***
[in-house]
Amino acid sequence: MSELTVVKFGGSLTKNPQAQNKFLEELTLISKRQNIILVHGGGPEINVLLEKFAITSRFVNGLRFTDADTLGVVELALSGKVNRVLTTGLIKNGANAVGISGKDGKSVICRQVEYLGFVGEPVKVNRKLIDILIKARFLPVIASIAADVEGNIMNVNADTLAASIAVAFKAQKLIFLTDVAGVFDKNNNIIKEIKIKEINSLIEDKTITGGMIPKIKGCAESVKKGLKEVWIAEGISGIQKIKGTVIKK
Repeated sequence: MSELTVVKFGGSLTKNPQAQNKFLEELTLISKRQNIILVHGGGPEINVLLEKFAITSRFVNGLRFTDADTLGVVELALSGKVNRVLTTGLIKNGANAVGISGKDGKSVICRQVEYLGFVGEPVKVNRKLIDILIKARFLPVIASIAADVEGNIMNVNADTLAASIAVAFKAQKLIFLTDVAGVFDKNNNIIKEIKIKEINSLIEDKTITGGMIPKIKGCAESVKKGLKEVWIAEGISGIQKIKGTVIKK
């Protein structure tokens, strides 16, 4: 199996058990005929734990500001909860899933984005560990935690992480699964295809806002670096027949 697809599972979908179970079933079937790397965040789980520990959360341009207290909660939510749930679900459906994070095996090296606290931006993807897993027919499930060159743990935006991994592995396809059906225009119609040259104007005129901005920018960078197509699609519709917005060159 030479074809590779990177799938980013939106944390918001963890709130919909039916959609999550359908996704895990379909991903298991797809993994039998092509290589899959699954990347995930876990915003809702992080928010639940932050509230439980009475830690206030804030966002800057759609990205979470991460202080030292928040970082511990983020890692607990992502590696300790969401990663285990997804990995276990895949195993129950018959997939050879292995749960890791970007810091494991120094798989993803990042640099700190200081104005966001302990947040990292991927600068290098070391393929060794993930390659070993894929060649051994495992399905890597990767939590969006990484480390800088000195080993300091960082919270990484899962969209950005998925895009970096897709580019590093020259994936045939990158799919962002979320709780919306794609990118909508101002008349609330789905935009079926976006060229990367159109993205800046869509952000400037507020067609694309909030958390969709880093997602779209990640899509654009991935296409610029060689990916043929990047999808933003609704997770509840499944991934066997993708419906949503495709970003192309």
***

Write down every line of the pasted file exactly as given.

[in-house]
Amino acid sequence: MSELTVVKFGGSLTKNPQAQNKFLEELTLISKRQNIILVHGGGPEINVLLEKFAITSRFVNGLRFTDADTLGVVELALSGKVNRVLTTGLIKNGANAVGISGKDGKSVICRQVEYLGFVGEPVKVNRKLIDILIKARFLPVIASIAADVEGNIMNVNADTLAASIAVAFKAQKLIFLTDVAGVFDKNNNIIKEIKIKEINSLIEDKTITGGMIPKIKGCAESVKKGLKEVWIAEGISGIQKIKGTVIKK
Repeated sequence: MSELTVVKFGGSLTKNPQAQNKFLEELTLISKRQNIILVHGGGPEINVLLEKFAITSRFVNGLRFTDADTLGVVELALSGKVNRVLTTGLIKNGANAVGISGKDGKSVICRQVEYLGFVGEPVKVNRKLIDILIKARFLPVIASIAADVEGNIMNVNADTLAASIAVAFKAQKLIFLTDVAGVFDKNNNIIKEIKIKEINSLIEDKTITGGMIPKIKGCAESVKKGLKEVWIAEGISGIQKIKGTVIKK
């Protein structure tokens, strides 16, 4: 199996058990005929734990500001909860899933984005560990935690992480699964295809806002670096027949 697809599972979908179970079933079937790397965040789980520990959360341009207290909660939510749930679900459906994070095996090296606290931006993807897993027919499930060159743990935006991994592995396809059906225009119609040259104007005129901005920018960078197509699609519709917005060159 030479074809590779990177799938980013939106944390918001963890709130919909039916959609999550359908996704895990379909991903298991797809993994039998092509290589899959699954990347995930876990915003809702992080928010639940932050509230439980009475830690206030804030966002800057759609990205979470991460202080030292928040970082511990983020890692607990992502590696300790969401990663285990997804990995276990895949195993129950018959997939050879292995749960890791970007810091494991120094798989993803990042640099700190200081104005966001302990947040990292991927600068290098070391393929060794993930390659070993894929060649051994495992399905890597990767939590969006990484480390800088000195080993300091960082919270990484899962969209950005998925895009970096897709580019590093020259994936045939990158799919962002979320709780919306794609990118909508101002008349609330789905935009079926976006060229990367159109993205800046869509952000400037507020067609694309909030958390969709880093997602779209990640899509654009991935296409610029060689990916043929990047999808933003609704997770509840499944991934066997993708419906949503495709970003192309």